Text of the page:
On the choppy waters of Mille Lacs Lake, Tom Jones steers a 26-foot aluminum boat within arm's reach of a bright orange buoy.
Greg Berg and Kris Nissen lean over the side and start hauling in a 250-foot gill net hand over hand. The net has holes of different sizes in the mesh designed to catch different types of fish.
"This is probably one of the heavier nets we've had this year so far," said Berg, an assistant area fisheries supervisor with the Department of Natural Resources, as he pulls it in. "A lot of it's tullibees. Some pretty nice walleye in there too."
The gill netting is part of the DNR's annual fall assessment on Mille Lacs Lake, which has been underway since early September.
"They catch all the species in the lake pretty well, which is kind of the point, is to get a picture of the forage fish and game fish and everything that's out there," Berg said.
With tighter walleye regulations on Mille Lacs the last few years, the DNR's work is under intense scrutiny. The data collected during this survey will be used to determine next year's safe harvest limits. It also will help provide clues for what's causing the lake's walleye population to decline.
Jones, treaty coordinator for the DNR's northeast region, has been surveying Mille Lacs for almost 20 years. In that time, he's seen lots of changes.
"We've seen the walleye go from real big heavy walleye," he said. "And now there tend to be skinny walleye, which is why the bite is so good. The walleye are hungry. So even though there's fewer walleye, because they're so hungry, anglers are finding them easier to catch."
Jones many factors could have caused the lake's walleye to decline over the past decade.
The water is clearer, and there are fewer small forage fish for the walleye to eat, he said. More recently, the lake has become infested with invasive species like zebra mussels and spiny waterfleas, which compete for the same resources down the food chain.
There's also been an increase in smallmouth bass, possibly due to climate change, Jones said.
"The warmer water favors warmer water species," he said. "In Mille Lacs, we've seen an increase in bass, a decrease in tullibee, a decrease in burbot. Burbot are almost gone from Mille Lacs."
But area business owners have been skeptical of the DNR's findings, saying the walleye fishing on Mille Lacs is as good as it's been in years.
Dean Hanson, owner of Agate Bay Resort and co-chair of the Mille Lacs Fisheries Advisory Committee, said some of the gill net locations were picked 40 years ago ‐ before GPS technology.
Since then, the DNR has added more nets in deeper water offshore. But Hanson said there are still too many in the shallows where there aren't walleye anymore.
"They're not going to show that they found many fish," he said. "But that's not going to convince me that there's no walleyes in the lake. I just see too many healthy fish out there for that to be in the case."
In response to such skepticism, this year outside experts will review the DNR's science and management of Mille Lacs. DNR officials hope that will help rebuild trust.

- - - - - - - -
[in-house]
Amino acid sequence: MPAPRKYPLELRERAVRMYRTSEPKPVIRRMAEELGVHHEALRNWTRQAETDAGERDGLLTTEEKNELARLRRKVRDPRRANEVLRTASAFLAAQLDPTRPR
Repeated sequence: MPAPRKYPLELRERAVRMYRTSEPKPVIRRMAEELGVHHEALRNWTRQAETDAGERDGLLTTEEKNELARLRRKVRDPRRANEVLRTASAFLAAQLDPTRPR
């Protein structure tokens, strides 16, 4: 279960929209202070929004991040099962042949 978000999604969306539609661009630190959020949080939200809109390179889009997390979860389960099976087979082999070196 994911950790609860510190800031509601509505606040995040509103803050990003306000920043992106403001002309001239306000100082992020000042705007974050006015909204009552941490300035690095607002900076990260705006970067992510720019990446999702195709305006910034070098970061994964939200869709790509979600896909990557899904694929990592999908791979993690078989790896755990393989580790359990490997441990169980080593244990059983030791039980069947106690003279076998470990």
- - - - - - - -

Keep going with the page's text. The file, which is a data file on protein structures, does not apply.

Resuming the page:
Jones said the DNR is aware of the criticism. But he said the data collected from the gill nets matches an independent population estimate conducted in the spring.
"That's one of the reasons why we keep believing our gill nets, is because we have other data that corroborates what the gill nets are finding," Jones said.
After the nets are collected, they are hauled to the DNR's Aitkin office, where the work continues.
Nissen, an assistant fisheries technician, analyzes a fish laid out on a board in front of him. He measures and weighs it, determines its sex and counts the number of eggs.
Nissen takes a tiny sample of its scales, then he saws off the fish's head and takes out tiny ear bones called otoliths. Like tree rings, they can be used to figure out how old the fish is. Then he cuts open the fish's stomach to see what it's been eating.
"Three of this year's perch, it looks like," Nissen said.
Large lake specialist Eric Jensen said walleye tend to eat perch if they're available. If not, they'll start eating younger walleye.
"That's probably where we're having the trouble with juvenile survival is that predation, when there's not enough forage available for the larger fish," Jensen said.
What has DNR scientists worried, Jensen said, is that only the 2013 class of walleye is above the median size.
"We don't want to simply open up harvest on them and then deplete that year class down so much that all of the sudden, we don't have adequate spawning biomass out there and nothing coming up behind it," Jensen said.
DNR staffers collect other measurements from the lake, including water temperature, clarity and the amount of zooplankton. They also use gill netting of forage fish and electrofishing to get a clearer picture of the health of the lake's fish.
All the data goes into a model that estimates how many walleye are in the lake. But no matter the results, business owners like Dean Hanson may not be convinced.
"We know what we see on a daily basis, and we don't believe the numbers," Hanson said. "So that's always been an impasse for us is they purely want to go what their statistics show. And we say, look at what we see every single day. It doesn't jive with what your statistics show."